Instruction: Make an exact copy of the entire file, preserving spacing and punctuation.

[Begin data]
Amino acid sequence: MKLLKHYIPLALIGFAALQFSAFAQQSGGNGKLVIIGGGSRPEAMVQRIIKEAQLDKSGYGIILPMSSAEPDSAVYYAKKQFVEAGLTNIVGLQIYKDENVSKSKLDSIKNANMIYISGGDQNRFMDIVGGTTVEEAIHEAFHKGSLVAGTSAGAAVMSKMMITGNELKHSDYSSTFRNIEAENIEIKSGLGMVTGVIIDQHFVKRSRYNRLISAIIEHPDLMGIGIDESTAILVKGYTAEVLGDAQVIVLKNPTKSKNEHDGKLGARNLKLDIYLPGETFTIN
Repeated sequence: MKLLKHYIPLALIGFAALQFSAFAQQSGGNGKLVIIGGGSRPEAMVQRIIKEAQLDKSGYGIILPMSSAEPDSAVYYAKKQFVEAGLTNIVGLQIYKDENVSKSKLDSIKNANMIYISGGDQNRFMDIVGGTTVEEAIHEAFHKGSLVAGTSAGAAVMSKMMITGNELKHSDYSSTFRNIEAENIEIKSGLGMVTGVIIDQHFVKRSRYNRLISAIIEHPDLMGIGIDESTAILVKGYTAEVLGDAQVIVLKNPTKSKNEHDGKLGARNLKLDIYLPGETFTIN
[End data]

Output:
Amino acid sequence: MKLLKHYIPLALIGFAALQFSAFAQQSGGNGKLVIIGGGSRPEAMVQRIIKEAQLDKSGYGIILPMSSAEPDSAVYYAKKQFVEAGLTNIVGLQIYKDENVSKSKLDSIKNANMIYISGGDQNRFMDIVGGTTVEEAIHEAFHKGSLVAGTSAGAAVMSKMMITGNELKHSDYSSTFRNIEAENIEIKSGLGMVTGVIIDQHFVKRSRYNRLISAIIEHPDLMGIGIDESTAILVKGYTAEVLGDAQVIVLKNPTKSKNEHDGKLGARNLKLDIYLPGETFTIN
Repeated sequence: MKLLKHYIPLALIGFAALQFSAFAQQSGGNGKLVIIGGGSRPEAMVQRIIKEAQLDKSGYGIILPMSSAEPDSAVYYAKKQFVEAGLTNIVGLQIYKDENVSKSKLDSIKNANMIYISGGDQNRFMDIVGGTTVEEAIHEAFHKGSLVAGTSAGAAVMSKMMITGNELKHSDYSSTFRNIEAENIEIKSGLGMVTGVIIDQHFVKRSRYNRLISAIIEHPDLMGIGIDESTAILVKGYTAEVLGDAQVIVLKNPTKSKNEHDGKLGARNLKLDIYLPGETFTIN